If Beijing does announce a “Buy Chinese” policy to promote the sale of locally manufactured cars, a first step will be to tell its own officials. The next task will be to get on the phone to the Germans.
German sedans have a hugely disproportionate share of the recession-resistant market in luxury cars sold to Chinese government officials. Audi models (like the popular A6) hold pole position as the apparatchik’s auto of choice, although BMW is trying hard to make inroads of its own. The Economic Observer says Audi sold 110,000 units in China in 2008 and estimates the total sales of vehicles to government to have reached Rmb80 billion ($11.7 billion) in 2008.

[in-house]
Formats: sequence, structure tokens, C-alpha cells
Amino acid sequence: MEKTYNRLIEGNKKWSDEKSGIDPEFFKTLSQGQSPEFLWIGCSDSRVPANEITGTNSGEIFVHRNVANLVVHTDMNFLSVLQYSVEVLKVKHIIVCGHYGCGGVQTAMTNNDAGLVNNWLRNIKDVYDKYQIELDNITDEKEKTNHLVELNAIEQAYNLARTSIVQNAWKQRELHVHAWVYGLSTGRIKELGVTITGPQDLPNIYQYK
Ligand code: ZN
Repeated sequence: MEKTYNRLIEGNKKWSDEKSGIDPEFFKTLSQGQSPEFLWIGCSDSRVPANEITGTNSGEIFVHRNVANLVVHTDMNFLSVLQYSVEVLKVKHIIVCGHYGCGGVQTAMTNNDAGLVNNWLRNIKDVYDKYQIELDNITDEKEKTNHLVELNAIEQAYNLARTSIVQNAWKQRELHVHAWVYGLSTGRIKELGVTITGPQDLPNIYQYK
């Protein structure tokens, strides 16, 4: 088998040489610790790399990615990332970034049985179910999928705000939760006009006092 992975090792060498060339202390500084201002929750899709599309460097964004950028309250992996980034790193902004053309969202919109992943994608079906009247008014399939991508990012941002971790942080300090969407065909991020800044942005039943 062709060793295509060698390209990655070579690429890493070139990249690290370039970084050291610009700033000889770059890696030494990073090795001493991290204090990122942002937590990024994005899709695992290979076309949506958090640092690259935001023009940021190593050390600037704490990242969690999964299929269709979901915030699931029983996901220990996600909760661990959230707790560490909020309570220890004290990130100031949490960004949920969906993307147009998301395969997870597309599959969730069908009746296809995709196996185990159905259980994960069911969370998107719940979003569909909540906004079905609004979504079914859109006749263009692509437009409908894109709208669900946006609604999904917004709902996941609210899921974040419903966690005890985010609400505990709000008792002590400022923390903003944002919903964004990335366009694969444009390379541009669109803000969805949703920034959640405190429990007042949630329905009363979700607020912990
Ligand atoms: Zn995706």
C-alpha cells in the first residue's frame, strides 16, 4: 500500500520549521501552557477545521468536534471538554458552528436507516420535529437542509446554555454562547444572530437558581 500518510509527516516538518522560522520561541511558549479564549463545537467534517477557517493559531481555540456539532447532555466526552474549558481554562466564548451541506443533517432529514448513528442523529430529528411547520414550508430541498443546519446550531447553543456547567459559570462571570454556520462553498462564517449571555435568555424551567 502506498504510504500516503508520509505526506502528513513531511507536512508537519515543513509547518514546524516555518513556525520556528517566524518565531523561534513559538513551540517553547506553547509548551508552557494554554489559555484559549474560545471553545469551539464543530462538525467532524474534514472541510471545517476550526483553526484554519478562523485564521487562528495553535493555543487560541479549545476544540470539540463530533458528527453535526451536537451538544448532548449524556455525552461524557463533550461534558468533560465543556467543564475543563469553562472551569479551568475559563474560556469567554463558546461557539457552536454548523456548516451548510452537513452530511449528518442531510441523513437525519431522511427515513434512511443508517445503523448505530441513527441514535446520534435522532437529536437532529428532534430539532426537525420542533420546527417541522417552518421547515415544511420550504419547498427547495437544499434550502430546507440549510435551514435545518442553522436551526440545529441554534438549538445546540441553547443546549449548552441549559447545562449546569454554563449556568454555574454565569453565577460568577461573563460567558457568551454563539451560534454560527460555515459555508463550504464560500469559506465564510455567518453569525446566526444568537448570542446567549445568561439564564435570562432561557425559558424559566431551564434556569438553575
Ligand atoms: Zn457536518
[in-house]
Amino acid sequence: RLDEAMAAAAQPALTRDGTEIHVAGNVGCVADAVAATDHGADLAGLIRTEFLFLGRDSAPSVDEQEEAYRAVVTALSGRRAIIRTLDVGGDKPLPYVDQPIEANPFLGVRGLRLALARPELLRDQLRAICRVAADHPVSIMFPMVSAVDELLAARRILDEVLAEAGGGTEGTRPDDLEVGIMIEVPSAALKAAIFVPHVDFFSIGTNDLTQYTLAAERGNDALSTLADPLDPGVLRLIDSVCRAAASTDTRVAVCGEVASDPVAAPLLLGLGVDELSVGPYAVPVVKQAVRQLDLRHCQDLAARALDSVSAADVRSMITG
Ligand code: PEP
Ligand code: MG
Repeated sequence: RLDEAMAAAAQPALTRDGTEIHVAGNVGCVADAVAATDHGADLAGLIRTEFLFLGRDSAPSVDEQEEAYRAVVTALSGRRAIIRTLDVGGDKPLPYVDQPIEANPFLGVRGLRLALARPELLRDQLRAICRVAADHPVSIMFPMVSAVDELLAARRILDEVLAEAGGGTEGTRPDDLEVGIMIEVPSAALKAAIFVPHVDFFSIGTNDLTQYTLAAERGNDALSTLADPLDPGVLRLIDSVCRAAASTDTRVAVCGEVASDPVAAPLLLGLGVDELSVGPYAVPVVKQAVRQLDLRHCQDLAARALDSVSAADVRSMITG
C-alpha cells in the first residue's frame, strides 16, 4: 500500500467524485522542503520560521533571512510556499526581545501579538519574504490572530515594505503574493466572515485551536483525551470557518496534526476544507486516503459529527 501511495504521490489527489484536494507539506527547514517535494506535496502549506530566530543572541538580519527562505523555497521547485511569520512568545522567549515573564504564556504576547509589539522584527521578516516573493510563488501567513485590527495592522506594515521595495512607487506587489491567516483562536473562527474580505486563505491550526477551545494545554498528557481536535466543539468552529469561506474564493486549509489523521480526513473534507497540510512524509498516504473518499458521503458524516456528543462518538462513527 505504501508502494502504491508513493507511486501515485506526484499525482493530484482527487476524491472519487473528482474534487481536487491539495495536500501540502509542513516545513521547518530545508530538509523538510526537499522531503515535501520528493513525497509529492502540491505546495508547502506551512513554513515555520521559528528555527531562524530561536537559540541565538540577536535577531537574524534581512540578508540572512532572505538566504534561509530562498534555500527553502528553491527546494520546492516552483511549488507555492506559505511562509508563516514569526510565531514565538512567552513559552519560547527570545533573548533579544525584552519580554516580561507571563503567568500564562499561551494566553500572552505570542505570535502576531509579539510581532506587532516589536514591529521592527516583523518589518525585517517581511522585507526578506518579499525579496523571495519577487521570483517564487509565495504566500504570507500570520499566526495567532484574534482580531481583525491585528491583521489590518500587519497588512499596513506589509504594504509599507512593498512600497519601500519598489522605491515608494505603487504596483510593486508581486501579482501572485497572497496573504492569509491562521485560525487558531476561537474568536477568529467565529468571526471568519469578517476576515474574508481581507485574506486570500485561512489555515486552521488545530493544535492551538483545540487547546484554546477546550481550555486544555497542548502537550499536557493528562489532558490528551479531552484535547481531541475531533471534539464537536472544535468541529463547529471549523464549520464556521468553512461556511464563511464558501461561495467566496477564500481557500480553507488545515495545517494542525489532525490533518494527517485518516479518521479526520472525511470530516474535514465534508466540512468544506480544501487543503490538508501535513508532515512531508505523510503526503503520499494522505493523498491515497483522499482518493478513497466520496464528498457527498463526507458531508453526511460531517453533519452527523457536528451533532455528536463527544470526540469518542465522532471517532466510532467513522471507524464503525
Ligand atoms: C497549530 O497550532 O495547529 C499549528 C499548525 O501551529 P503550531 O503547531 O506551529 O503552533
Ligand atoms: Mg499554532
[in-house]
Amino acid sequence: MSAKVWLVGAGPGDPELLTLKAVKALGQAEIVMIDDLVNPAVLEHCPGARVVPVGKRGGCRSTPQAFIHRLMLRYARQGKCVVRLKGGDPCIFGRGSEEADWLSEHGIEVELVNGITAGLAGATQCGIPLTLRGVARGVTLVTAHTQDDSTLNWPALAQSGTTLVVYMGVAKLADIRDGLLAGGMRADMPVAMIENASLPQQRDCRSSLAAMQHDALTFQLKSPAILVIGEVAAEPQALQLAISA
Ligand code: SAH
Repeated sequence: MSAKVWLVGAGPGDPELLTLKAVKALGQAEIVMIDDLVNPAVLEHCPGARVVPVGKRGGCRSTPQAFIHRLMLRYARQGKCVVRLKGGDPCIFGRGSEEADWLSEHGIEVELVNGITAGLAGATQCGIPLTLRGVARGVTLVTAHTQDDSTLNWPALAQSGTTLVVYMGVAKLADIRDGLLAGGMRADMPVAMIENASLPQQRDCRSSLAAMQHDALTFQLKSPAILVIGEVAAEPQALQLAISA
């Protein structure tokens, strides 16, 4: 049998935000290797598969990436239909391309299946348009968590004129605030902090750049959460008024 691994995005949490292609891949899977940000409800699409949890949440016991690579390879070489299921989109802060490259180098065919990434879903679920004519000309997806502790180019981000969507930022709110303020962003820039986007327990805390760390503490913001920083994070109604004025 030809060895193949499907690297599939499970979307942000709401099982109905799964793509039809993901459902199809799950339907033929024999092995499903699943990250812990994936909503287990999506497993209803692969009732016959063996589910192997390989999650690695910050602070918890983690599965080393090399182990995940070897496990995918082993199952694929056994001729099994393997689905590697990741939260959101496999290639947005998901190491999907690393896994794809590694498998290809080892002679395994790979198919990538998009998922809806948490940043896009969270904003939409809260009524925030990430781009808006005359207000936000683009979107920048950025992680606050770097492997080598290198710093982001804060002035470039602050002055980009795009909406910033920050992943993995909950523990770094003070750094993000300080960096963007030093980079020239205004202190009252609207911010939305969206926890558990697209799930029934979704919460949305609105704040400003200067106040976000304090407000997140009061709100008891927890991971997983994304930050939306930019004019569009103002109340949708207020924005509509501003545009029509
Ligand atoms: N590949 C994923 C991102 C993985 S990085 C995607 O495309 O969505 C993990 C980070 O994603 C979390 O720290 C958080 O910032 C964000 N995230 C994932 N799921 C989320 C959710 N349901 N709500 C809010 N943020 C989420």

Volkswagen, Audi’s parent, set up shop in China in 1978, and would perhaps argue that, given the Audi models are made at a plant in Changchun, they are as much Chinese cars as German ones.
Why are they so popular? Audi’s advertising has been offering Vorsprung durch Technik (‘advancement through technology’) since the 1970s. But in China, advancement often comes through association with the powerful. Being known as the bureaucrats’ favourite does Audi no harm whatsoever, with many purchasers looking to bask in the aura of authority that the car confers.
Other motorists are also more likely to grit their teeth and give way if you queue-jump in a dark-windowed A6, of course.
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